Choosing the best mic for your Mac, iPad and iPhone without breaking the bank

Having a nice mic for your Mac/computer isn’t a necessity for everyone, but it can come in handy for anyone recording voice-overs, song demos or even those that find themselves knee deep in video conference calls. There’s nothing worse than horrible audio during a FaceTime call with a client/colleague.

Personally, I need a mic for all of these reasons (and more), so I thought it was time to take a look at some of the best options and how to most intelligently spend my money. Some mics are insanely expensive and are certainly going to be overkill for your weekly podcasts and staff meetings. Others will suffice for live streaming and things of that nature, but just aren’t going to cut it when it comes to voice-overs and song recording. As a general rule of thumb, voice work and songs are going to require a more expensive, higher quality mic, than those of us just using them for other more casual reasons.

Needless to say, we will be focusing on the much more affordable USB mics, as opposed to your typical, pro analog options. Although we are going to go over some options for those looking to step it up a notch as well:

First, let’s look at the lower end of the spectrum. Blue Microphones makes some of the best options in the $40 to $80 category and they sound great doing it. The smaller Snowballs are great for tasks that don’t demand the same level of fidelity as voice-overs and vocal recordings. For that, you’re going to want to jump up to the best-selling Yeti models (at least), if not something even more high end.

If you aren’t taking your recordings all that seriously, and just need a nice sounding mic that is going to work with your Mac right out of the box, Blue clearly makes some of the best option available.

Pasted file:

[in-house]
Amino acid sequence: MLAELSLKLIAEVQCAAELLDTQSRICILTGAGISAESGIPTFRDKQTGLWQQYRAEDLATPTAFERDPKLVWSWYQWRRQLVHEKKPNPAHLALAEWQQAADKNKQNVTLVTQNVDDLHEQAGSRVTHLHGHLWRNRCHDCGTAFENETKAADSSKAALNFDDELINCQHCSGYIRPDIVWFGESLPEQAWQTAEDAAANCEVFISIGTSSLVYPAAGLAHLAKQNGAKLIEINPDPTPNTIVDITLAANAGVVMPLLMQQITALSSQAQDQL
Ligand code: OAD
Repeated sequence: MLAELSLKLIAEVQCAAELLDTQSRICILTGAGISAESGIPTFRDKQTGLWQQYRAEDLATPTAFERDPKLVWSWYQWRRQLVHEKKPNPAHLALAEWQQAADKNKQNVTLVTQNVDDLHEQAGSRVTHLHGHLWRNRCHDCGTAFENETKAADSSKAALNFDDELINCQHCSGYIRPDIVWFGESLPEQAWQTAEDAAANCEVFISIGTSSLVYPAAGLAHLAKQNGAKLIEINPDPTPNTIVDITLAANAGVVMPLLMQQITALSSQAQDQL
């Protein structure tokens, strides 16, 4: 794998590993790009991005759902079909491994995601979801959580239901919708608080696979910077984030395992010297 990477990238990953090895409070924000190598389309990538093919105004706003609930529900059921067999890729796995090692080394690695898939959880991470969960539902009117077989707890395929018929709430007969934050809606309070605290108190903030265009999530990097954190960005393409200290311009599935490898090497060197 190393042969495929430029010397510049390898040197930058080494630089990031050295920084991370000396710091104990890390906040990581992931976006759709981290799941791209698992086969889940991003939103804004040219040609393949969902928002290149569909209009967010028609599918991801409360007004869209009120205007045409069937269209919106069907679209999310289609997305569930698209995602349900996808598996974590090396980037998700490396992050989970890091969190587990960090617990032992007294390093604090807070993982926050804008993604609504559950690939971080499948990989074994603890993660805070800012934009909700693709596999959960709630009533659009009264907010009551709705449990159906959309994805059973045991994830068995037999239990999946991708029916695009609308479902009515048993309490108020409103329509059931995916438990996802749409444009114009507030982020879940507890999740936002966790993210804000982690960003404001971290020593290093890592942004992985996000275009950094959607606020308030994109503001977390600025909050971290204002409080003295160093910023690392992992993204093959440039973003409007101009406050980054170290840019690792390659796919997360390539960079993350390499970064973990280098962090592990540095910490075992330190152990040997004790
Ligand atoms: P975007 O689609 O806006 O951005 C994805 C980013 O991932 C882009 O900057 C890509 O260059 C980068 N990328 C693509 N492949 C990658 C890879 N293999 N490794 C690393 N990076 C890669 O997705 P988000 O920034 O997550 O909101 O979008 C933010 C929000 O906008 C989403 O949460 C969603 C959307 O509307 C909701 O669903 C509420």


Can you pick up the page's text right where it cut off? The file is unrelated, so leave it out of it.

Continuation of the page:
Having said that, for me even the Yeti models aren’t quite good enough for vocal recording. Now if it’s just rough demos (that are definitely going to be re-recorded at some point before anyone hears them), you should be fine with Blue. Before I stepped up to testing out some straight analog options, I thought it would make sense to take a look at a high end USB mic. In this case I chose the Apogee MiC 96k Professional for iPad, iPhone and Mac.

Now this one is going to hit your pocket book much harder than the others, but you’ll hear it in the recordings. USB mics convert analog audio from an instrument or a voice into digital audio the computer can understand. Apogee has been a (the) leader in digital audio conversion for many years and you can can hear it on the MiC.

The included Lightning and USB cables connect it to your Apple devices right out of the box, and like most USB mics, is entirely bus powered (no extra power cables needed). It also has a nice built-in tripod to keep it up right on your desk. At $229 or so, it isn’t going to make as much sense for quick conference calls etc., and will probably be overkill for those that aren’t recording vocals and instruments, despite sounding much better (in my option) than the Blue Yeti. It is the best sounding USB mic I’ve ever recorded with.

But therein lies the problem. Any musician/recording engineer cringes at the site of a song or voice-over being recorded over a USB cable. Analog mics used on the recordings we listen to everyday can go anywhere from $300 up to $20,000+. I mean you definitely aren’t going to get the warm tone of a $3,000+ German-made U87 from a $300 or $400 mic (or $800 for that matter). However in my experience, there is a drastic difference in quality over USB options even at the lower price points.

It isn’t an easy choice, but after using multiple options in that price range (and hundreds more over the years), I can’t help but to keep suggesting Audio Technica options to new musicians/engineers/producers. AT makes a great mic for $1,000 with the AT4050, but that seems a bit pricey for most starters and the AT4040 has been an excellent way for me to capture high quality recordings without breaking the bank. It currently goes for $299 or so and beats out the Apogee MiC on most voices/instruments in my opinion. It has a very natural response to it (for a $300 mic) and seems to sit on a nice middle ground for both male and female voices.

At only $70 more than the Apogee model that works on your iPad out of the box, it can be hard to choose a clear winner. So I think it comes down to personal use (taste), and how important audio quality is to you. Personally I would go for the inexpensive analog AT mic for song recording, and lean towards the versatile Apogee MiC for everything else.

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